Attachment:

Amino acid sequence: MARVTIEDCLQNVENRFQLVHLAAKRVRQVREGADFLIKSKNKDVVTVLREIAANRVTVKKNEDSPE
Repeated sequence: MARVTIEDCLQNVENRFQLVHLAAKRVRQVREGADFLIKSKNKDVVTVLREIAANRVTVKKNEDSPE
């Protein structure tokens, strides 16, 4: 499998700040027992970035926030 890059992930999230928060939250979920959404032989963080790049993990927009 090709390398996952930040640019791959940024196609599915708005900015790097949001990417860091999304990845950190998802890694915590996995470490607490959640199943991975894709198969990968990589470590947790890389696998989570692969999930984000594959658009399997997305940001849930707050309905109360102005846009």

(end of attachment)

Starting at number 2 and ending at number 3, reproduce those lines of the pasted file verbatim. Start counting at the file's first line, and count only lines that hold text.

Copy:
Repeated sequence: MARVTIEDCLQNVENRFQLVHLAAKRVRQVREGADFLIKSKNKDVVTVLREIAANRVTVKKNEDSPE
């Protein structure tokens, strides 16, 4: 499998700040027992970035926030 890059992930999230928060939250979920959404032989963080790049993990927009 090709390398996952930040640019791959940024196609599915708005900015790097949001990417860091999304990845950190998802890694915590996995470490607490959640199943991975894709198969990968990589470590947790890389696998989570692969999930984000594959658009399997997305940001849930707050309905109360102005846009």